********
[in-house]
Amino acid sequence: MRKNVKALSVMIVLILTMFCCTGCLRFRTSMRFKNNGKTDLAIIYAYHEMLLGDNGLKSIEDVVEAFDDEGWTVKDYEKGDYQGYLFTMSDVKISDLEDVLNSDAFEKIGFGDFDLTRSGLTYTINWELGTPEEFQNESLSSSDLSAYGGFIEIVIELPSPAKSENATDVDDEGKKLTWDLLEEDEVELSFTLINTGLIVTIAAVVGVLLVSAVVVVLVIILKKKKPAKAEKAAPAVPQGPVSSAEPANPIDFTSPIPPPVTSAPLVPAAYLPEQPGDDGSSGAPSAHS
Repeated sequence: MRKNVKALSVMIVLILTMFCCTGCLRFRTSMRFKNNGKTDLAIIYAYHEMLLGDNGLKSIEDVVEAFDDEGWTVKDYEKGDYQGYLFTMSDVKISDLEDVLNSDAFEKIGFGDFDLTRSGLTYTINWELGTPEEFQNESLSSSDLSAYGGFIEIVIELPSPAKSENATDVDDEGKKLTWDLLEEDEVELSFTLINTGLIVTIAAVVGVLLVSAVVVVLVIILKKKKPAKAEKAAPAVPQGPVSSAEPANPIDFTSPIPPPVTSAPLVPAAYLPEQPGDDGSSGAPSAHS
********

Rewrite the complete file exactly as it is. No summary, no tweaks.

[in-house]
Amino acid sequence: MRKNVKALSVMIVLILTMFCCTGCLRFRTSMRFKNNGKTDLAIIYAYHEMLLGDNGLKSIEDVVEAFDDEGWTVKDYEKGDYQGYLFTMSDVKISDLEDVLNSDAFEKIGFGDFDLTRSGLTYTINWELGTPEEFQNESLSSSDLSAYGGFIEIVIELPSPAKSENATDVDDEGKKLTWDLLEEDEVELSFTLINTGLIVTIAAVVGVLLVSAVVVVLVIILKKKKPAKAEKAAPAVPQGPVSSAEPANPIDFTSPIPPPVTSAPLVPAAYLPEQPGDDGSSGAPSAHS
Repeated sequence: MRKNVKALSVMIVLILTMFCCTGCLRFRTSMRFKNNGKTDLAIIYAYHEMLLGDNGLKSIEDVVEAFDDEGWTVKDYEKGDYQGYLFTMSDVKISDLEDVLNSDAFEKIGFGDFDLTRSGLTYTINWELGTPEEFQNESLSSSDLSAYGGFIEIVIELPSPAKSENATDVDDEGKKLTWDLLEEDEVELSFTLINTGLIVTIAAVVGVLLVSAVVVVLVIILKKKKPAKAEKAAPAVPQGPVSSAEPANPIDFTSPIPPPVTSAPLVPAAYLPEQPGDDGSSGAPSAHS